Kiso Klein OMK-1. (Bench Tests)
Ellis, Andy, Guitar Player
One of the premier luthiers in the U.S., Steve Klein is known for his forward-thinking designs and immaculate execution. Klein electrics feature an ergonomic body shape and neck angle, and acoustic Kleins boast a ringing, bell-like bass and physics-defying sustain. To score a Klein flat-top, you have to put your name on a wailing list, or be lucky enough to find one in a boutique guitar shop. Impatient pickers--and those who can't swing the $6,500-$15,000 price tag of a custom Klein--will be intrigued by KisoKlein flat-tops. Handbuilt by a team of craftsmen in Japan's Kiso valley--an area with a 1,000-year tradition of woodworking and a long history of instrument building--these premium guitars are based on Klein's designs, yet are more readily available and much more affordable than his custom instruments. I tested Kiso's finger-style model, the OMK-1 ($3,300 direct, custom Cedar Creek hard-shell case included).
The solid-wood OMK-1 represents a cool mix of radical ideas and conservative building techniques. Its ample, yet gracefully proportioned body has a Sitka spruce top, Indian rosewood back and sides, and koa binding enhanced with wood-strip purfling. As wide as a Martin dreadnought, yet with the shallower depth of a 000 flat-top, the OMK-1's body pumps plenty of air while remaining comfortable to hold. Its high-gloss, UV polyurethane finish is as smooth as glass.
Joining the body at the 14th fret, the mahogany neck has a fast, modern feel, thanks to its low profile and satin finish. The 20 medium frets are evenly trimmed and lovingly crowned and polished--no sharp edges or file marks here. The guitar's is 1 3/4" nut width and 12"-radius ebony fretboard offer a wide, gently curved playing surface that will appeal to experienced fingerpickers, and a generous 2 1/4" E-to-Estring spacing at the saddle promises to accommodate even burly fingertips. The nut and compensated saddle are made of richly marbled synthetic bone (its natural base is derived from elephant's milk), and both are shaped and fitted with extraordinary precision. Like a classical guitar, the fretboard has no position markers (the small abalone dots in the koa fretboard binding should provide sufficent visual feedback for most players).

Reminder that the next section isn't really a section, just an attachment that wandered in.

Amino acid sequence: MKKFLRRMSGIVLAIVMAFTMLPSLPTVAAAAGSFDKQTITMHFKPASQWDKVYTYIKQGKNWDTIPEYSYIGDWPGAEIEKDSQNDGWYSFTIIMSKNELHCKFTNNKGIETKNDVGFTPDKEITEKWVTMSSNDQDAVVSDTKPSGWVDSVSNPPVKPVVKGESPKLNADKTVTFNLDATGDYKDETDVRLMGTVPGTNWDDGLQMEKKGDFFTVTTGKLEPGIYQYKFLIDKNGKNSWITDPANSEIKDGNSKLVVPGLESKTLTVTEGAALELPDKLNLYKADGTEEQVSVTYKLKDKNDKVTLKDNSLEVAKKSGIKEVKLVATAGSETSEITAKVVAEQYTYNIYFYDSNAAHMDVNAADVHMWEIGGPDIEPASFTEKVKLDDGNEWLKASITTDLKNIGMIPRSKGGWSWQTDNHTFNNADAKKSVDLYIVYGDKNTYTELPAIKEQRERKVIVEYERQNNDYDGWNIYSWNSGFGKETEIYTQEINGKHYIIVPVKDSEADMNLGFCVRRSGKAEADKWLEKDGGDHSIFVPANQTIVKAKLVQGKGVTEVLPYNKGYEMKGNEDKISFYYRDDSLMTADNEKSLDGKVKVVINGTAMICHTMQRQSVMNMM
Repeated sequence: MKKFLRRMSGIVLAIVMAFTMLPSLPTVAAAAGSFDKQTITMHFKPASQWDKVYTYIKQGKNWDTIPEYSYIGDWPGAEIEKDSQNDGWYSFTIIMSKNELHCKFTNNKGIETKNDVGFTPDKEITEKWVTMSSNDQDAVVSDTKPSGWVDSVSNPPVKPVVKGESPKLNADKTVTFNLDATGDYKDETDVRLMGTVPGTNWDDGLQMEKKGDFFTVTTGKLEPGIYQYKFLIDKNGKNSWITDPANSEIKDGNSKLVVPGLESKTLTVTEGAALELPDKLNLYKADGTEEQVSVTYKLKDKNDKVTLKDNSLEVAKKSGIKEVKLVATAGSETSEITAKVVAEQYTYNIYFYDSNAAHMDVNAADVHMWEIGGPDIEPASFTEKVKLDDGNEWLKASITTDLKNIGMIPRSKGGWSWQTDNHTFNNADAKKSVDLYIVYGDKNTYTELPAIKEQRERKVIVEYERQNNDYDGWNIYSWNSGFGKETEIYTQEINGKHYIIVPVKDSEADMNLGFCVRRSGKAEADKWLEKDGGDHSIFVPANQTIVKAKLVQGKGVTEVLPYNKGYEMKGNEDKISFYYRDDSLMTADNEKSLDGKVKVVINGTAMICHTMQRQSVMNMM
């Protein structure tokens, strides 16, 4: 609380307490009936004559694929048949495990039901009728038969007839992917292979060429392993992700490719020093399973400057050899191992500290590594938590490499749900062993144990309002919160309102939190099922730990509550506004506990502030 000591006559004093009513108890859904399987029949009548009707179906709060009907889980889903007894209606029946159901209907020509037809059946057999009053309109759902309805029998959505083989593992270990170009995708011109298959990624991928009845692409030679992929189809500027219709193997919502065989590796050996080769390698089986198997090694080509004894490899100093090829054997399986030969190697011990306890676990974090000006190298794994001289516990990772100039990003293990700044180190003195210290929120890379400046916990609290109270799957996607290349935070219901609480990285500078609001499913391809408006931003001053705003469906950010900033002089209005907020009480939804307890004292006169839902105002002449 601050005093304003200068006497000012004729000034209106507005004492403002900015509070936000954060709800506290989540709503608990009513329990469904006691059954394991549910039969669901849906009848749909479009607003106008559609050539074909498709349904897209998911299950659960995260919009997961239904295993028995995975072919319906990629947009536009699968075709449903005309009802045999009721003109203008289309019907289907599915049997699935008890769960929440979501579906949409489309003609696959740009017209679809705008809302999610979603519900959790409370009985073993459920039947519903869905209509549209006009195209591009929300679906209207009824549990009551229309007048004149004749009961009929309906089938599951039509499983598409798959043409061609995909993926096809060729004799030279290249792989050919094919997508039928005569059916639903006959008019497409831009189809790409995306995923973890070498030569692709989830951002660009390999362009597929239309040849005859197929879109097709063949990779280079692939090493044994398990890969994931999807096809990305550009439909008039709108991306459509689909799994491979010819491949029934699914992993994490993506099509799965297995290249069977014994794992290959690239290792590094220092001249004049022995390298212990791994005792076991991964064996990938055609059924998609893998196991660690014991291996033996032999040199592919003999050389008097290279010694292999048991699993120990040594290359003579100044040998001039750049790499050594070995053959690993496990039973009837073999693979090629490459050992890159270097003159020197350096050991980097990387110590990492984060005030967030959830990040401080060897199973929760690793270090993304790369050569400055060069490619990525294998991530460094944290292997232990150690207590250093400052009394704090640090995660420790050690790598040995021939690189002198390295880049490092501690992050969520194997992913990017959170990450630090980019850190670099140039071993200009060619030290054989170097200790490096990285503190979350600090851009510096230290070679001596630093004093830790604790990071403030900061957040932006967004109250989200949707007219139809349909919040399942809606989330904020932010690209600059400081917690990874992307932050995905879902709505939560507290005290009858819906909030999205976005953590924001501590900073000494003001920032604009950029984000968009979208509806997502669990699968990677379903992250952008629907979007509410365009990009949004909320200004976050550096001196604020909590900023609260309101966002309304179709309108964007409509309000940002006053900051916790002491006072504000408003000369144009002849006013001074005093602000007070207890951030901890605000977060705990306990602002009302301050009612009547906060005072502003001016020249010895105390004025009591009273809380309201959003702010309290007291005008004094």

Because it's internally bolted to the body; the neck has no heel. This design allows unhindered access to the twelfth position, and it also lets you maintain thumb support while reaching up to the highest frets. Sporting a flawless inlay of a crane in flight, a slim koa cap covers the neck joint and holds a wooden strap button. Accessed through the soundhole, the smooth-turning, two-way trussrod is easy to reach with the supplied hex wrench. A pair of steel rods run through the neck, increasing stiffness and reinforcing the neck joint. These rods also make the guitar a tad neck heavy.
The OMK-1's elongated headstock allows the strings to leave the nut at a shallower angle and run to the tuners in a straighter line than on traditional Gibson or Martin headstocks. The benefit is less tension and binding at the nut, which translates to easier tuning. Equipped with ebony buttons, the Kiso's gold Gotoh tuners turn with a solid, silky feel. Kiso and Klein logos respectively grace the headstock and upper fretboard. Made from pieces of koa and milk bone (not the kind dogs love to chew), these understated inlays are perfect--no gaps, no black epoxy, no tool marks. The rosette is equally impressive. It's an elegant and eye-popping marriage of abalone, koa, milk bone, and fine wood strips.
The Kiso's asymmetrical, "impedance matching" ebony bridge is unique. …